Submitted: February 13, 2018
from United States District Court for the District of
Minnesota - Minneapolis
SMITH, Chief Judge, MURPHY and COLLOTON, Circuit Judges.
COLLOTON, CIRCUIT JUDGE
Sharbono sued his former employer, Northern States Power
Company, alleging that Northern failed to accommodate his
disability in violation of the Americans with Disabilities
Act ("ADA"), 42 U.S.C. § 12101 et
seq., and the Minnesota Human Rights Act, Minn. Stat.
§ 363A.01 et seq. The district
courtgranted summary judgment in favor of
Northern and dismissed the complaint. We affirm.
recite the facts in the light most favorable to Sharbono.
Sharbono was injured by an electric shock on a jobsite in
1991. He suffered damage to his left foot that required the
amputation of several toes and surgical reconstruction of the
foot. After rehabilitation, Sharbono returned to work as a
journeyman lineman with several different employers, although
he carried a medical restriction that he not wear steel-toed
boots. Sharbono started working for Northern in 1993 and
became a full-time journeyman lineman with Northern in 1997.
policy before 2008 required certain employees facing
hazardous work conditions to wear "safety-toe
footwear" that met the requirements of American National
Standards Institute standard Z-41. Northern, however, allowed
an exception based on a "statement from the
employee's doctor stating he/she cannot wear safety toe
footwear." Sharbono did not wear a steel-toed boot on
his left foot while working for Northern before 2008.
2008, however, Northern's policy no longer provided for
exceptions. The company's personal protective equipment
policy mandated that certain employees, including Sharbono,
wear safety footwear. The policy also required that the
footwear be marked with a stamp that showed compliance with
an international performance standard for safety footwear
known as ASTM F2413.
then required Sharbono to begin wearing steel-toed boots.
Through a disability consultant, Northern offered Sharbono
several suggestions to help mitigate the impact of the
steel-toed boots. Sharbono also obtained modified boots, but
the boots were not certified as compliant with the ASTM
standard, and Northern did not allow him to wear them.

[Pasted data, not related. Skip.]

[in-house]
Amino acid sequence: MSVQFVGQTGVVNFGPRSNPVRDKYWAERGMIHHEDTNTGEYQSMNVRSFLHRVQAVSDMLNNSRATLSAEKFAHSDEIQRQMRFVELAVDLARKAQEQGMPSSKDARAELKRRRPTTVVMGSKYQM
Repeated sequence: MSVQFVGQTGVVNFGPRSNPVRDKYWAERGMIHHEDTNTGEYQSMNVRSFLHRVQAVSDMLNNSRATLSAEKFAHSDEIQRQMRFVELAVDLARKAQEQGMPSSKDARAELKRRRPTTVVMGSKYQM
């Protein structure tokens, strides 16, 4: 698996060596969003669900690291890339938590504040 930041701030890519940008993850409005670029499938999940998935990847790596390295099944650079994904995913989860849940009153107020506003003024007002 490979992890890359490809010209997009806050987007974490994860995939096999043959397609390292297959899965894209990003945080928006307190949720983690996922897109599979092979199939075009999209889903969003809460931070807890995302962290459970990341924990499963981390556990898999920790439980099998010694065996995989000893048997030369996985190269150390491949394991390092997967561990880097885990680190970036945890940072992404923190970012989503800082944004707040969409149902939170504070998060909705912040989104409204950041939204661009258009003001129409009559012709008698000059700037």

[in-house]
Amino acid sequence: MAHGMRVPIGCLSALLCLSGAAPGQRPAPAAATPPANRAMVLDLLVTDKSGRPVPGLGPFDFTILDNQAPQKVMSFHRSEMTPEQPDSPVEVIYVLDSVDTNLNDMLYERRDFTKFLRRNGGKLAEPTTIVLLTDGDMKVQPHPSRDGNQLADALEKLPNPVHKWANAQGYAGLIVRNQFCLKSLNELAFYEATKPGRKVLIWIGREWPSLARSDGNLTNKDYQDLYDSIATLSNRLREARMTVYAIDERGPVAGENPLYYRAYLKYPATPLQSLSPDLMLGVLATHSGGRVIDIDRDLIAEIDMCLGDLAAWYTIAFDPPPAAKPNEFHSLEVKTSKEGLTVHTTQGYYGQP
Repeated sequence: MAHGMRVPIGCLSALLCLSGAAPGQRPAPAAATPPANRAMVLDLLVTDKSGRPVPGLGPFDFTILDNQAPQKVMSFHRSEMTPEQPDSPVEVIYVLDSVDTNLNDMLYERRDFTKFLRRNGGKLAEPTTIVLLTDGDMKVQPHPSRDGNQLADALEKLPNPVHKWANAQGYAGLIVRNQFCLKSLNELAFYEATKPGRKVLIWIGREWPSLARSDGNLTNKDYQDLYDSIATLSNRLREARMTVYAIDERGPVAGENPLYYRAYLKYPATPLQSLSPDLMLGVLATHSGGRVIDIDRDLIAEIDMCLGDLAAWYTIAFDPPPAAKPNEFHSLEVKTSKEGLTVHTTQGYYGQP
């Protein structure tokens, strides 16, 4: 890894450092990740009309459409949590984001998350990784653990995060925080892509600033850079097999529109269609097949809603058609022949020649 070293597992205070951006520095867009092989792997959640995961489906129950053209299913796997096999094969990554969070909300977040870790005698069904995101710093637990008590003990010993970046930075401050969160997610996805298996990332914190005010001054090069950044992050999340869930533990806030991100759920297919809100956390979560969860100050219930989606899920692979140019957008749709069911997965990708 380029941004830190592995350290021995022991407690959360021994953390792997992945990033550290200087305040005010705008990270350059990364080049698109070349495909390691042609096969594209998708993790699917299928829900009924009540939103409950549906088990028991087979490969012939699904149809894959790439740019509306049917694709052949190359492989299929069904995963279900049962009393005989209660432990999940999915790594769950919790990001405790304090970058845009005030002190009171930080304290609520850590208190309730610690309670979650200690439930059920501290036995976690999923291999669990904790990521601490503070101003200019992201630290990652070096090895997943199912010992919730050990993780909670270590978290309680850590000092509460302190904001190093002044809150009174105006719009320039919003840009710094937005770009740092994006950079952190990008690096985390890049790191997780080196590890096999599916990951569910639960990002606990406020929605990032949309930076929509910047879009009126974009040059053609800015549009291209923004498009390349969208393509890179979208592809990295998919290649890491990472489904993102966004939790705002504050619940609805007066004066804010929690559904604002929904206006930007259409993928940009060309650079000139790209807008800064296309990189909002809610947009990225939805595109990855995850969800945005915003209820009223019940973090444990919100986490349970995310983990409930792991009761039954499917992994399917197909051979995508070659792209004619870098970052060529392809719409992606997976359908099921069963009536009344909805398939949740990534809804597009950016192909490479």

Sharbono began to wear steel-toed boots that were stamped as
compliant, but started to experience discomfort in his left
foot. Over the next several years, Sharbono continued to
experience pain from wearing the steel-toed boots.
2011, Sharbono increasingly used his sick leave to cover
absences from work. In November of that year, Sharbono began
taking leave intermittently under the Family and Medical
Leave Act. Sharbono requested accommodation from Northern for
his foot impairment in an April 2012 meeting with a
supervisor. Sharbono submitted an additional doctor's
note that said it was medically necessary for Sharbono to
cease wearing the steel-toed boots, but he received no
response from the supervisor.
June 2012, Sharbono's union requested on his behalf that
the company waive the steel-toed boot requirement. In August,
Northern denied Sharbono's request for accommodation.
Northern followed up with a letter saying that the company
denied the request because it "cannot eliminate the
potential foot hazards that are present in the daily work of
a lineman." Northern explained that "granting this
waiver would be a violation of Company policy and a violation
of OSHA standard 1910.136."
October 2012, Northern offered to help Sharbono find another
job at the company during what the Northern called a
ninety-day job search. In this same meeting, Northern
informed Sharbono that he was eligible under the collective
bargaining agreement for "disability retirement
benefits," including pay at roughly fifty percent of his
base income and insurance benefits. Sharbono chose to retire
and receive the disability retirement benefits.
November, company representatives discussed Sharbono's
request to retire and receive the disability retirement
benefits. Northern arranged a medical appointment for
Sharbono, and the evaluating doctor opined that Sharbono
should be able to obtain a compliant, modified boot from an
orthotics company. When Northern's manager of disability
solutions contacted the orthotics company, the company first
told Northern that it could acquire the desired boots. On
further inquiry, however, a manufacturer told the orthotics
company that the boots could be stamped with the "ASTM
F2413-11 stamp" only if "someone from OSHA"
observed the boot-making process. The orthotics company then
informed Northern that while a custom boot ...